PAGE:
How to Mix Up Your Workout Routine

by Paige Johnson

Working out can get monotonous, especially if you don’t mix up your routine every now and then. But changing from the treadmill to a stationary bike isn’t enough to keep you from getting bored, so it’s important to get creative where your exercise routine is concerned. Think outside the gym, get outdoors, and apply your hobbies to a new workout so that you’ll actually enjoy it.

Here are some of the best ways to mix up your stale workout routine and get creative.

Get the family involved

Your spouse or significant other, kids, and even the dog can all get involved where your workout is concerned. When the weather is nice, get outside and play a game of kickball, or take the dog on an extra long walk. You can also check out your local YMCA to see about using the swimming pool or joining a water aerobics class.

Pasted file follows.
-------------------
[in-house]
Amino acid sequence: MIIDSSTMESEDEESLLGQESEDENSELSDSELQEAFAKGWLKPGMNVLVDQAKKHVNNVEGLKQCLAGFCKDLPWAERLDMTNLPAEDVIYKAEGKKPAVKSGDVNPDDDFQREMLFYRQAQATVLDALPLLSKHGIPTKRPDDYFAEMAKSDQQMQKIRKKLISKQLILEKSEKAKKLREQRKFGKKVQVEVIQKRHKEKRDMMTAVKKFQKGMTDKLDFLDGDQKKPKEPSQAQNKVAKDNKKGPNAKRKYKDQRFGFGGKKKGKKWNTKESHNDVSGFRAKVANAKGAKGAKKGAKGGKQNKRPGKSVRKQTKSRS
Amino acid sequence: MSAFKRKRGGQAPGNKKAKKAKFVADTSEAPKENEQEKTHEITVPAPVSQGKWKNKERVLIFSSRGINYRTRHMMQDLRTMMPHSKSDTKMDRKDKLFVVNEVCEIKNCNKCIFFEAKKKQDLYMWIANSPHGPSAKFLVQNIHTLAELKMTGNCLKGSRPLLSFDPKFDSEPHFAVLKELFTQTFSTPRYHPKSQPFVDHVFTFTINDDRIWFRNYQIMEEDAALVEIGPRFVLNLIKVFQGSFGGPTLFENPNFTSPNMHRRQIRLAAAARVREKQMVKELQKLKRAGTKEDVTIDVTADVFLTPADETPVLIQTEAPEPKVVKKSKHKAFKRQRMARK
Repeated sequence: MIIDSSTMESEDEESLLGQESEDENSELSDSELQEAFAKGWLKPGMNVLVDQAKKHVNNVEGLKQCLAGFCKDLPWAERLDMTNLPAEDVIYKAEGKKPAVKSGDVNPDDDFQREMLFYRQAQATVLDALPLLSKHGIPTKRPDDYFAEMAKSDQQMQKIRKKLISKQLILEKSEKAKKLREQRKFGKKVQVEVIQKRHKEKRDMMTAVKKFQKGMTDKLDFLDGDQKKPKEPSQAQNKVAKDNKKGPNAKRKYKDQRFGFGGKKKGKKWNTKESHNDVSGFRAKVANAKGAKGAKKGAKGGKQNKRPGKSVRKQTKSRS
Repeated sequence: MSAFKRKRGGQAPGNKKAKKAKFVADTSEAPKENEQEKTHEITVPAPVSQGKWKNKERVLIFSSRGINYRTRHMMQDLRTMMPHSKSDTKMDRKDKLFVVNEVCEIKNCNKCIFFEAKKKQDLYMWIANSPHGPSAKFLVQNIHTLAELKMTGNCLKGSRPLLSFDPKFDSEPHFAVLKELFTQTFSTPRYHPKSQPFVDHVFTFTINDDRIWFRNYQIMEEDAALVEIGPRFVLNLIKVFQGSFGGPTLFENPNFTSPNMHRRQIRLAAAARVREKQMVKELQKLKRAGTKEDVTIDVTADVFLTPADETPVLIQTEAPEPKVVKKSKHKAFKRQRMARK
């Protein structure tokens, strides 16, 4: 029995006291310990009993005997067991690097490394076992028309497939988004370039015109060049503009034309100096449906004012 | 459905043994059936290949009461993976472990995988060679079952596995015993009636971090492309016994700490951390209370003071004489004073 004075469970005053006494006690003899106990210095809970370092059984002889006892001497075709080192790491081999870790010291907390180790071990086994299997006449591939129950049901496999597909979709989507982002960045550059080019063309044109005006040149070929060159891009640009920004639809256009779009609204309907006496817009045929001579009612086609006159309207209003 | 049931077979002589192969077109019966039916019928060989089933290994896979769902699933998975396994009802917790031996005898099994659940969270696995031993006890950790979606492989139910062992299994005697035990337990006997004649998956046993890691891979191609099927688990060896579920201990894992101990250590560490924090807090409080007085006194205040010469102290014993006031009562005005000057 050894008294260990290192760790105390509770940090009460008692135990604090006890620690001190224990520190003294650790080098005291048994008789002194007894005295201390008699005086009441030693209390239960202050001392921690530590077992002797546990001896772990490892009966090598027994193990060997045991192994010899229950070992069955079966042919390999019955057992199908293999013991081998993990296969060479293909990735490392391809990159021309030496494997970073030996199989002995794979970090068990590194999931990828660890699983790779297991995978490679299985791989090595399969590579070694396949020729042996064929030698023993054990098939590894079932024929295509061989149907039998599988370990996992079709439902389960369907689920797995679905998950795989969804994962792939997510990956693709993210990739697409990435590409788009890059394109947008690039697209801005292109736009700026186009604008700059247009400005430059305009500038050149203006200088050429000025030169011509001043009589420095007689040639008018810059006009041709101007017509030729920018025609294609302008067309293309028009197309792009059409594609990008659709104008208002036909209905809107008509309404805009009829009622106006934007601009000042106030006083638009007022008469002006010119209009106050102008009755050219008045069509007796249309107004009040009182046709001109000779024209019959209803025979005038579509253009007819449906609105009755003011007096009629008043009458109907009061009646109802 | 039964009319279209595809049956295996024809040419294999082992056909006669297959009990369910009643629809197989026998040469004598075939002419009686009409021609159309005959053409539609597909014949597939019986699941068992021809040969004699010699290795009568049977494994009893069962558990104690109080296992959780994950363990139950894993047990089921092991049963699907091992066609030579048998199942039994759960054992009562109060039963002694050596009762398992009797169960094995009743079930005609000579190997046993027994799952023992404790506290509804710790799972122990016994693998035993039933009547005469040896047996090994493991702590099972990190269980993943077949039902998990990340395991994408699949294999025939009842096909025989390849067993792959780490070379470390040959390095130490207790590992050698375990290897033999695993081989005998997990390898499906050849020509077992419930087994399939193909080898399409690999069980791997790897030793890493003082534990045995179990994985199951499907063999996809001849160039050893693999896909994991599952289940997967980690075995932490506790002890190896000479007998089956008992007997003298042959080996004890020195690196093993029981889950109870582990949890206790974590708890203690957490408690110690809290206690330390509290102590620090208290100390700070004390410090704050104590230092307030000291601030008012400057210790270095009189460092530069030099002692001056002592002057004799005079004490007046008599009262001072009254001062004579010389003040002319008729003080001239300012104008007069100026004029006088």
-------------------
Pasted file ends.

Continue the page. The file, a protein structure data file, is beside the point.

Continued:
Dance!

Throw on some comfortable shoes and grab your special someone for ballroom dancing, swing dancing, or just busting a move in the living room to your favorite music. You can also try Zumba, which is a full-body workout and will leave you sweating. Just be sure that if you try it out at home, you roll back the rug to prevent trips and falls.

Leave the car at home

If you live within a reasonable walking distance from a store or business you frequent, try leaving the car at home on a nice day and walk or bike there. This is another workout idea that you can do with your kids or loved ones.

Use what you have on hand

You don’t have to go to a fancy gym to burn calories; use what you have around the house or office to aid you in a workout. Run up and down the stairs several times in a row, or go for a brisk walk around the block on your lunch break. Get creative with it!

Clean up